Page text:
Antique Vanity Box Gifted By HRH Queen Victoria
A Gift from HRH Queen Victoria From our box collection, we are privileged to offer this historically significant dressing vanity case. The case of rectangular form is veneered in Coromandel with quadrant brass edging. The top of the box is... Read More
PRICE ON APPLICATION
A Gift from HRH Queen Victoria
From our box collection, we are privileged to offer this historically significant dressing vanity case. The case of rectangular form is veneered in Coromandel with quadrant brass edging. The top of the box is inlaid with a brass crowned monogram ELC for Lady Elizabeth Lucy Cuffe (neé Campbell) the Countess of Desart and Lady of the Bedchamber to Queen Victoria between 1845 & 1864. The underside of the lid is lined with green velvet and embroidered with a Countess coronet and monogram. Behind this, reveals a removable gilded freestanding mirror, concealing a leather letter case, lined with silk. The interior back edge is stamped by the manufacturer and Royal Warrant Holders Ortner and Houle of St. James, London (who were engravers for Queen Victoria).
The dressing case contains an extensive collection of fifteen hand-cut glass silver-gilt travelling containers housed in velvet. The containers are beautifully topped with solid gold Countess coronet and initials hallmarked Tween and Purnell 1866. The front folds down to reveal a wonderful accoutrements pad holding a further eighteen tools which include a needle-case, scissors, corkscrew and, unusually, a pair of rulers with one being Mother of Pearl, and the other sterling silver. With the front folded down, the main sections swing out 90 degrees and once fully opened the secret compartments can be accessed by removing the oblong glass containers and pressing the middle of the velvet compartments. Underneath these, are a hand mirror, a glove stretcher and a shoehorn. There is also a drawer just above the front tool pad which contains various brushes, with a further gold coronet & monogram replicating the sterling silver gilt lids and a letter opener. The drawer is released by pressing the engraved plate on the interior back edge. The lock plate was made by renowned locksmiths Chubb & Son who were Royal Warrant holders. The lock is stamped in several places Chubb and Son and bares registration number 488065.
Overall the box is an exceptional example of craftsmanship with a formed partnership from three different manufacturers. It also bares a huge historical value with links to both the Royal family, specifically Queen Victoria and her direct Lady of the Bedchamber Lady Elizabeth Lucy Cuffee (neé Campbell). We believe this box was commissioned by the Queen as a parting gift for Lady Elizabeth’s services, or possibly as a 40th birthday present.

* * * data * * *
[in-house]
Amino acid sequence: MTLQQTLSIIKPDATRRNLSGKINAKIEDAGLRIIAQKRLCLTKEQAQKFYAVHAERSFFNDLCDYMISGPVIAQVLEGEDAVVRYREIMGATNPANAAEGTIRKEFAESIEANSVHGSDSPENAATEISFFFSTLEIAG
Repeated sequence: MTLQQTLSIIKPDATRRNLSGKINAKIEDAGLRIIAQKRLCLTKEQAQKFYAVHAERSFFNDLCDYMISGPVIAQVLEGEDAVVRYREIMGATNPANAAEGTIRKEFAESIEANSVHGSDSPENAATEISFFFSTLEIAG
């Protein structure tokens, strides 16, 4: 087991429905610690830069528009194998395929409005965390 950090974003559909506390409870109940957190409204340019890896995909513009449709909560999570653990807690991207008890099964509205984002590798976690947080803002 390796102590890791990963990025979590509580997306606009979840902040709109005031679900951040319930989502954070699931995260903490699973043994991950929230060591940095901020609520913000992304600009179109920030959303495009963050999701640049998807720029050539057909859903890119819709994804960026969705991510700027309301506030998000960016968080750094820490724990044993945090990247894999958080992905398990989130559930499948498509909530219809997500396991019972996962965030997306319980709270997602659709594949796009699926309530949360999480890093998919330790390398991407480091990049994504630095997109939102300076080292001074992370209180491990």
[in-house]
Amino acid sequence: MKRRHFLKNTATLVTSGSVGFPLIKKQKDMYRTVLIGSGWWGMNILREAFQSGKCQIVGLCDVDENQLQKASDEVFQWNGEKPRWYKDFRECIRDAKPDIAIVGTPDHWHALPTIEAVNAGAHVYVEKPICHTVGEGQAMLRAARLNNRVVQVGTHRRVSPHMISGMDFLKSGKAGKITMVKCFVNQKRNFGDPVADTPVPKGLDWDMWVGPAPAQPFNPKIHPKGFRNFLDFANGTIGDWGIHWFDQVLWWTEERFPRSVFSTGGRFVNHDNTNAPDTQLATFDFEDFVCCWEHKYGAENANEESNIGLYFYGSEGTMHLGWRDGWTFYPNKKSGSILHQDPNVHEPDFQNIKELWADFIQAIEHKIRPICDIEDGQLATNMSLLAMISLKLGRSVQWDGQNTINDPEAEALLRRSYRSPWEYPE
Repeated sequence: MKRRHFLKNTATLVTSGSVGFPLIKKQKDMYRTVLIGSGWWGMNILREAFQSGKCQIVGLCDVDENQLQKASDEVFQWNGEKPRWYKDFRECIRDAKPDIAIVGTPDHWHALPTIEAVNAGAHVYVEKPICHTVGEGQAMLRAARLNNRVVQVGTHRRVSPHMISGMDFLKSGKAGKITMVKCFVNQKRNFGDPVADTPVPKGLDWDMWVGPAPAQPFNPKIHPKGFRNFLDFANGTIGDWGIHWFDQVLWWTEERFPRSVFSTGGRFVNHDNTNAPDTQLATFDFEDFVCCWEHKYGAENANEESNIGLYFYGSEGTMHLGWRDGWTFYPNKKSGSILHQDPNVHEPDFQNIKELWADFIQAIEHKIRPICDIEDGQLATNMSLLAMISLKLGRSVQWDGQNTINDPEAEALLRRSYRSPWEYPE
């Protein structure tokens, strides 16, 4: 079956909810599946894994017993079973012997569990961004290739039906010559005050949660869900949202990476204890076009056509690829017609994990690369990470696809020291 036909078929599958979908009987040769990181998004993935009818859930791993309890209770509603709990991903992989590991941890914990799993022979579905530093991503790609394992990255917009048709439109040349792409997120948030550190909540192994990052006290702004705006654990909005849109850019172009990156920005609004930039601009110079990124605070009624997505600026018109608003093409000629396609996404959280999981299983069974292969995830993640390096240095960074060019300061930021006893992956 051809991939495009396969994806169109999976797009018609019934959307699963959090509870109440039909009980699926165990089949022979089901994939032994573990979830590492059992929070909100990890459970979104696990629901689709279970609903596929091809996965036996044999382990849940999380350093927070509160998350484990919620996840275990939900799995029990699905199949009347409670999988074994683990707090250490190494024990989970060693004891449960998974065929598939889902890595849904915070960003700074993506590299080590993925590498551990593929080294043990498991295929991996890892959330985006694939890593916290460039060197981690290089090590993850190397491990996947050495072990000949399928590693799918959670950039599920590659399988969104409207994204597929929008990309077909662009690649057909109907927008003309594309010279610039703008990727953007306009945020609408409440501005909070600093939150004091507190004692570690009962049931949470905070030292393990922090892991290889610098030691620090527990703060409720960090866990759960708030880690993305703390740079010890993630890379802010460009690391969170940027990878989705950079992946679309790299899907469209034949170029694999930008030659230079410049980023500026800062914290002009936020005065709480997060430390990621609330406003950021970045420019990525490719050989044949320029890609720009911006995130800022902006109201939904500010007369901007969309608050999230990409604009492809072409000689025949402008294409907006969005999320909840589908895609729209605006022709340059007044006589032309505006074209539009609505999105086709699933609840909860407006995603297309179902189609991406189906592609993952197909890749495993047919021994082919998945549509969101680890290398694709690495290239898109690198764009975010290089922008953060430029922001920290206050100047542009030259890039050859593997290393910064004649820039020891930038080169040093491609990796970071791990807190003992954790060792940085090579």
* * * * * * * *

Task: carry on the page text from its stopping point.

The Silver Gilt Vanity Box is complete with a working lock and key.
Lady Elizabeth Lucy Cuffe (neé Campbell) was considered by many, to be a lady of exceptional beauty. She is said to have caught the eye of Napoleon III when he met her at a society soiree during his residence at Leamington Spa in 1838. It is said that a fellow guest asked him if he liked the house at which the soiree was being held, to which he replied “I like it very much but…” (turning to the countess) “… the pretty Desart even more.” Elizabeth married the 3rd Earl of Desart on June 28, 1842. In 1845 the Countess was invited to become Lady of the Bedchamber to Queen Victoria 1845 – a role she took delight in, until 1864.
Chubb & Son (1818 – 1990) Chubb & son patent lock and safe makers to the Queen and the Prince of Wales. Chubb’s first Special Licence was granted in 1823 by King George IV. Among other early customers of note were the Duke of Wellington who ordered four locks and a new key for Apsley House. They also supplied the Bank of England with two locks priced at 6 guineas each.
Ortner & Houle (Evan Ortner and Henry Houle) of 3 St James’s St and 4 Pickering Place, London worked c.1860-c.1900 were jewellers and suppliers of outstanding fitted travelling cases. They were also specialist heraldic seal, die and medal engravers and were Royal Warrant holders in that regard.
William Tween and Fred Purnell 4 Kirby Street, Hatton Garden, London – 25 Hatton Garden, London took over Pittway Brothers who were silversmiths and retailers of fine quality fitted portmanteaux and toilet cases. Thought to have been established circa 1784 by John and William Pittway. It was then acquired by William Tween and Frederick Purnell who continued to run the business under its former name. By the late 1860s, Tween left the business leaving Purnell to continue alone. An article from The London Gazette in February 1865 reads “NOTICE is hereby given, that the Partnership hereto-fore subsiating between us the undersigned, William Tween and Frederic Purnell, of No. 4, Kirby-street. Hatton Garden, in the city of London, Dressing Case Manufacturers, trading there as Dressing Case Manufacturers, under the firm, style, or designation of Pitway Brothers, was this day dissolved by mutual consent. All moneys will be paid and received by the undersigned Frederic Puruell.—Dated this 1st day of February 1868. William Tween & Fred Purnell.”
With every purchase from Mark Goodger Antiques, you will receive our latest catalogue, a Certificate of Authenticity, detailed care instructions for your chosen piece and an independent invoice (for insurance purposes) will be enclosed. As well as being protected by a no-hassle, money-back policy, your piece will be entirely insured during the shipping process to ensure the safety of your item.
|Dimensions||38.5 × 28 × 28 cm|